Archive for April, 2017

Chasing the N&W 611

April 29, 2017

Last Sunday morning I chased the Norfolk & Western No. 611 trip from Greensboro, North Carolina, to Roanoke Virginia.

The first two photos are from Reidsville, North Carolina. Strangely enough, I had this overpass all to myself not another railfan in sight.

Next is a rural overpass east of Chatham, North Carolina. Picture four is at Danville, Virginia.

The last one is near Hurt, Virginia, where the trip gets off the Southern mainline and takes the old Virginian route to get to Roanoke. From there I was unable to chase due to not being familiar with the roads.

Article and Photographs by Todd Dillon

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Hickory Creek to run on NKP 765 Excursions

April 29, 2017

Former New York Central observation car Hickory Creek will be part of the consist of the Joliet Rocket, the excursion train to be pulled by Nickel Plate Road No. 765  on June 17 and 18 between Joliet and Chicago.

Tickets to ride in the Hickory Creek are limited and are priced at $219.

The Hickory Creek once operated on the Chicago-New York 20th Century Limited.

The car is being made available through a special charter by Headwaters Junction, Inc.

The Fort Wayne Railroad Historical Society said some tickets remain in economy coach, deluxe coach and first class on select dates and times for the excursions.

Harris Tower Gets Additions, Makeover

April 29, 2017

The Harris Tower Railroad Museum in Harrisburg, Pennsylvania, will have a slightly new look when it reopens on May 27.

The structure has been rehabilitated and expanded displays created.

The Harrisburg Chapter of the National Railway Historical Society, which owns the tower, has restored 40 windows, power-washed the interior, upgraded one bathroom with period-appropriate fixtures, re-painted the second floor, and installed replica lighting fixtures. The tower’s electro-pneumatic switching machine is to have its covers sand blasted and re-painted.

On the tower’s ground floor are three new display cases showing recently-acquired memorabilia pertinent to the structure’s history.

The museum is open on Saturdays between 9 a.m. and 4 p.m. There is no admission charge.

Neither Flipping nor Flopping in Bellevue

April 28, 2017

Of course the highlight of the day, or any day for that matter, for me is catching an Illinois Central unit. It is leading train W08 on the Toledo District into the mini plant.

OK, so what did my trip to Bellevue in early April have in common with Marty Surdyk’s venture there last winter that he wrote about this week in the Akron Railroad Club Bulletin and the ARRC blog?

Actually, very little. The soles on both of my shoes stayed firmed in place and I did not do any flipping or flopping while waiting for trains. I’m still laughing about that story.

I didn’t get any NS heritage units as Marty did in catching the Lehigh Valley H unit on northbound train No. 174.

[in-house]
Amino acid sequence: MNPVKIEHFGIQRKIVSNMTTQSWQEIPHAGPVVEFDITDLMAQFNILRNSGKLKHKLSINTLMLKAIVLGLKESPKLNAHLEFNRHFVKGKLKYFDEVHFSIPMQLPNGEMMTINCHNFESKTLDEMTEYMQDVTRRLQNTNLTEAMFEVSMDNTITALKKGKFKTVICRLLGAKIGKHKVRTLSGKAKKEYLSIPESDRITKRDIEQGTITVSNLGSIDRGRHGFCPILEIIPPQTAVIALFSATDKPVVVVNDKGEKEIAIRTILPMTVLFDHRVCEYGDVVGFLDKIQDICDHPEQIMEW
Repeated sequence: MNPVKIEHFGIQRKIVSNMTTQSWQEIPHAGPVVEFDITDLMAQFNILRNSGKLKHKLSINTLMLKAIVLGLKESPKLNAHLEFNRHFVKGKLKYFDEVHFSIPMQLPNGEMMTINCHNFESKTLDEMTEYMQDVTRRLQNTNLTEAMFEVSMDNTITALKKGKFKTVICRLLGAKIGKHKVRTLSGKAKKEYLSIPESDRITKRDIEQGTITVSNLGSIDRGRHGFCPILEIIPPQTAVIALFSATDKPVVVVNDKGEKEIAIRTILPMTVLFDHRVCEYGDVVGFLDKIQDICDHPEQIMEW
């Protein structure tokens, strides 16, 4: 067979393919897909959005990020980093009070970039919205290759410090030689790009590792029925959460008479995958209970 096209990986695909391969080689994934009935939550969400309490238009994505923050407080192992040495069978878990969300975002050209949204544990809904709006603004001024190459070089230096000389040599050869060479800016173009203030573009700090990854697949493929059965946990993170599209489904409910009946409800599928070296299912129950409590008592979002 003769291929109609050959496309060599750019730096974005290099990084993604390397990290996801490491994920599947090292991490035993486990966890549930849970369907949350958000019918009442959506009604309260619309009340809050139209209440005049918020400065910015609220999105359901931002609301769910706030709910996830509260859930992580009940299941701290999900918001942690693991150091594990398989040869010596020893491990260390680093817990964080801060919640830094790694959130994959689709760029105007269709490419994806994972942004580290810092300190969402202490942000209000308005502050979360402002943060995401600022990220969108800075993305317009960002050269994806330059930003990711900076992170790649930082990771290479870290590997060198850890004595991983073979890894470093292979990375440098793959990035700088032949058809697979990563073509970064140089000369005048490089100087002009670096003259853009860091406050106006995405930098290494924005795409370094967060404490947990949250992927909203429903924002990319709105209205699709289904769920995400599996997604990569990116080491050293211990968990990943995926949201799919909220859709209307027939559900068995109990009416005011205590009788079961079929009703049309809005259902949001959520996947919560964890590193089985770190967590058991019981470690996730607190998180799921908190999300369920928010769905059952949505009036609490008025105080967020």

But I did chase No. 194 southward (railroad eastbound) and my catch of the day was a former Illinois Central SD70 leading a train into town on the Toledo District.

I posted a photograph earlier of the IC unit along with a few other highlights of my day, so here are a few more images from my day in Belleveue, which also involved a chase down the Sandusky District.

The first train that I saw was a monster Wheeling & Lake Erie manifest freight sitting outside of town.

A railfan who goes by the screen name of Camcorder Sam on Trainorders.com, said that the W&LE didn’t come into Bellevue on Saturday so the Sunday train was extra long.

I would get it creeping around the Brewster Connection at Center Street.

If it wasn’t such a great day for heritage locomotives, it was a good day for western foreign power. Two trains had Union Pacific power sets leading them. BNSF power led the 44G, a grain train that came in on the Fostoria District and west south on the Sandusky District.

The crew putting together the 12V had the mini plant tied up for a good half-hour to 45 minutes, causing three trains to have to sit and wait before they could leave town or come into town.

The dispatcher used a term to describe this that I’ve never heard before. It sound like “shopping” but it could have been “chopping.” Whatever work it was had an “op” sound to it.

The crew of L14 toured the mini plant as they spun their motive power set because the original lead unit had some type of issue.

ARRC members will be going to Bellevue in June for our annual longest day outing and Bellevue will be the subject of the cover story in the June ARRC eBulletin.

Just remember to wear a good pair of shoes that day.

Article and Photographs by Craig Sanders

Union Pacific No. 4012 leads train into town as another one leaves town. They are passing at Southwest Street.

A trio of UP units leads a train out of town.

The W&LE always seems to have to wait before it gets into the NS yard in Bellevue. An inbound train is shown on the Brewster Connection.

It’s all about steel wheels on steel rails. Shown are the wheels of a car on the W&LE train.

The L14 maneuvers around the Mad River Connection in the background as seen between two auto rack cars on an inbound train coming off the Fostoria District.

After spinning its power the L14 finally got underway. It is passing the Mad River & NKP Railroad Museum on the Mad River Connection.

As the 12V was being assembled and had the mini plant tied up, it operated as symbol L07.

Train 194 had to wait for the 12V to finish its assembly work before it could leave town. The 12V picked up a Mansfield Crew near Flat Rock and the 194 went around and out ahead of it. The 194 is leaving Bellevue with a CSX unit tucked behind lead locomotive 2661.

The 194 had to wait for a CSX intermodal train at Attica Junction before it could resume its journey. It is shown on the south edge of Siam (Attica Junction)

The 12V saunters through Attica in a view made from the cemetery along the tracks.

Tank cars bring up the rear of NS train 188 as it crosses the Fort Wayne Line at Colson in Bucyrus. The 44G was waiting for it to clear.